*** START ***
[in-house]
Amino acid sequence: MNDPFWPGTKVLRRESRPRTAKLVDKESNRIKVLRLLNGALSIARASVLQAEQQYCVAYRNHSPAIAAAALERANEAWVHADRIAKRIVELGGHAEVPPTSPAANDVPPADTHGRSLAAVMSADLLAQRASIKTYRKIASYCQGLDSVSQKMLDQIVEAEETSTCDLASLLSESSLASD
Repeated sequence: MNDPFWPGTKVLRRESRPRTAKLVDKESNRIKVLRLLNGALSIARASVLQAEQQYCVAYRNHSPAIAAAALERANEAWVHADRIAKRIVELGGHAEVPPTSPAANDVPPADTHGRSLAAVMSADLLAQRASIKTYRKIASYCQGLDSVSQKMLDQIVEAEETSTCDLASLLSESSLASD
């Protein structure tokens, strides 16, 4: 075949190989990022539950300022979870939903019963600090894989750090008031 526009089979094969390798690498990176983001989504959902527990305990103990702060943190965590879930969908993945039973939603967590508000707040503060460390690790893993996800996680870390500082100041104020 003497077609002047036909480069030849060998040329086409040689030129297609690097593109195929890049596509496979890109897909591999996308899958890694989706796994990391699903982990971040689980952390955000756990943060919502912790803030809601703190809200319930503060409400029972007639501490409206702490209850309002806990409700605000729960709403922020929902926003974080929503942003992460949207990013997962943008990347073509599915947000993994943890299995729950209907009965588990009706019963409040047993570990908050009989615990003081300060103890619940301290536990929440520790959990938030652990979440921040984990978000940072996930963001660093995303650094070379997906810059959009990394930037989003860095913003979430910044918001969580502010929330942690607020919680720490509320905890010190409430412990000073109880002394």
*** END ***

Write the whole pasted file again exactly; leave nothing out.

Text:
[in-house]
Amino acid sequence: MNDPFWPGTKVLRRESRPRTAKLVDKESNRIKVLRLLNGALSIARASVLQAEQQYCVAYRNHSPAIAAAALERANEAWVHADRIAKRIVELGGHAEVPPTSPAANDVPPADTHGRSLAAVMSADLLAQRASIKTYRKIASYCQGLDSVSQKMLDQIVEAEETSTCDLASLLSESSLASD
Repeated sequence: MNDPFWPGTKVLRRESRPRTAKLVDKESNRIKVLRLLNGALSIARASVLQAEQQYCVAYRNHSPAIAAAALERANEAWVHADRIAKRIVELGGHAEVPPTSPAANDVPPADTHGRSLAAVMSADLLAQRASIKTYRKIASYCQGLDSVSQKMLDQIVEAEETSTCDLASLLSESSLASD
């Protein structure tokens, strides 16, 4: 075949190989990022539950300022979870939903019963600090894989750090008031 526009089979094969390798690498990176983001989504959902527990305990103990702060943190965590879930969908993945039973939603967590508000707040503060460390690790893993996800996680870390500082100041104020 003497077609002047036909480069030849060998040329086409040689030129297609690097593109195929890049596509496979890109897909591999996308899958890694989706796994990391699903982990971040689980952390955000756990943060919502912790803030809601703190809200319930503060409400029972007639501490409206702490209850309002806990409700605000729960709403922020929902926003974080929503942003992460949207990013997962943008990347073509599915947000993994943890299995729950209907009965588990009706019963409040047993570990908050009989615990003081300060103890619940301290536990929440520790959990938030652990979440921040984990978000940072996930963001660093995303650094070379997906810059959009990394930037989003860095913003979430910044918001969580502010929330942690607020919680720490509320905890010190409430412990000073109880002394």